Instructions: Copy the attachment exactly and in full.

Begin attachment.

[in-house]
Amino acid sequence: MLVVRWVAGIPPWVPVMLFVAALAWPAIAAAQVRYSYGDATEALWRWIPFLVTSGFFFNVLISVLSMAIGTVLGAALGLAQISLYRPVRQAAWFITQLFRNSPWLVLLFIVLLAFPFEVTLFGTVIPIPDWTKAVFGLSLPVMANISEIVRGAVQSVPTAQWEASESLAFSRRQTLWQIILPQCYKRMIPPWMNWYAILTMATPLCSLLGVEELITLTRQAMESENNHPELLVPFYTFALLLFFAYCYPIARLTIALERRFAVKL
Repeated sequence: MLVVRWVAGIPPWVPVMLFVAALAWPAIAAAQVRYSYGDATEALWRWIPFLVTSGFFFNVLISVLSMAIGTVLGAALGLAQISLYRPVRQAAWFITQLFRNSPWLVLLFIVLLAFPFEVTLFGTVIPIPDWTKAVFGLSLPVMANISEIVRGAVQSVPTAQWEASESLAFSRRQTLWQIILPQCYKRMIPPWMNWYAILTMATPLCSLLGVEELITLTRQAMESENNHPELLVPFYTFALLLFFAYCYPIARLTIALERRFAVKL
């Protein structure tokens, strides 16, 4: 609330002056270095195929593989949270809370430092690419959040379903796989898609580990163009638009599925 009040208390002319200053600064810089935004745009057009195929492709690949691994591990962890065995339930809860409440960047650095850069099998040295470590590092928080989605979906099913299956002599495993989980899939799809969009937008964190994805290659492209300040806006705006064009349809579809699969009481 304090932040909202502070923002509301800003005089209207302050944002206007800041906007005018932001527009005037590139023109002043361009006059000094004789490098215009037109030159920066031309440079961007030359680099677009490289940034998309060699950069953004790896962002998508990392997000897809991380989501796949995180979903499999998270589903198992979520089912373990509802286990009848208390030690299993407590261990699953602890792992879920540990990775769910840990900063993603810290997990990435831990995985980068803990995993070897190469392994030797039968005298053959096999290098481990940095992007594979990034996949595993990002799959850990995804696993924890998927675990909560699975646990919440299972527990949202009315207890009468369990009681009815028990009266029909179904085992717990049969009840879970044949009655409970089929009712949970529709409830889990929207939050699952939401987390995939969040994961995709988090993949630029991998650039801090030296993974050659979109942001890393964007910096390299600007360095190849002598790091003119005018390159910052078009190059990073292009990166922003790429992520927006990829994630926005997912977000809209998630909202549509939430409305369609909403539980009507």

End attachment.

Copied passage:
[in-house]
Amino acid sequence: MLVVRWVAGIPPWVPVMLFVAALAWPAIAAAQVRYSYGDATEALWRWIPFLVTSGFFFNVLISVLSMAIGTVLGAALGLAQISLYRPVRQAAWFITQLFRNSPWLVLLFIVLLAFPFEVTLFGTVIPIPDWTKAVFGLSLPVMANISEIVRGAVQSVPTAQWEASESLAFSRRQTLWQIILPQCYKRMIPPWMNWYAILTMATPLCSLLGVEELITLTRQAMESENNHPELLVPFYTFALLLFFAYCYPIARLTIALERRFAVKL
Repeated sequence: MLVVRWVAGIPPWVPVMLFVAALAWPAIAAAQVRYSYGDATEALWRWIPFLVTSGFFFNVLISVLSMAIGTVLGAALGLAQISLYRPVRQAAWFITQLFRNSPWLVLLFIVLLAFPFEVTLFGTVIPIPDWTKAVFGLSLPVMANISEIVRGAVQSVPTAQWEASESLAFSRRQTLWQIILPQCYKRMIPPWMNWYAILTMATPLCSLLGVEELITLTRQAMESENNHPELLVPFYTFALLLFFAYCYPIARLTIALERRFAVKL
């Protein structure tokens, strides 16, 4: 609330002056270095195929593989949270809370430092690419959040379903796989898609580990163009638009599925 009040208390002319200053600064810089935004745009057009195929492709690949691994591990962890065995339930809860409440960047650095850069099998040295470590590092928080989605979906099913299956002599495993989980899939799809969009937008964190994805290659492209300040806006705006064009349809579809699969009481 304090932040909202502070923002509301800003005089209207302050944002206007800041906007005018932001527009005037590139023109002043361009006059000094004789490098215009037109030159920066031309440079961007030359680099677009490289940034998309060699950069953004790896962002998508990392997000897809991380989501796949995180979903499999998270589903198992979520089912373990509802286990009848208390030690299993407590261990699953602890792992879920540990990775769910840990900063993603810290997990990435831990995985980068803990995993070897190469392994030797039968005298053959096999290098481990940095992007594979990034996949595993990002799959850990995804696993924890998927675990909560699975646990919440299972527990949202009315207890009468369990009681009815028990009266029909179904085992717990049969009840879970044949009655409970089929009712949970529709409830889990929207939050699952939401987390995939969040994961995709988090993949630029991998650039801090030296993974050659979109942001890393964007910096390299600007360095190849002598790091003119005018390159910052078009190059990073292009990166922003790429992520927006990829994630926005997912977000809209998630909202549509939430409305369609909403539980009507």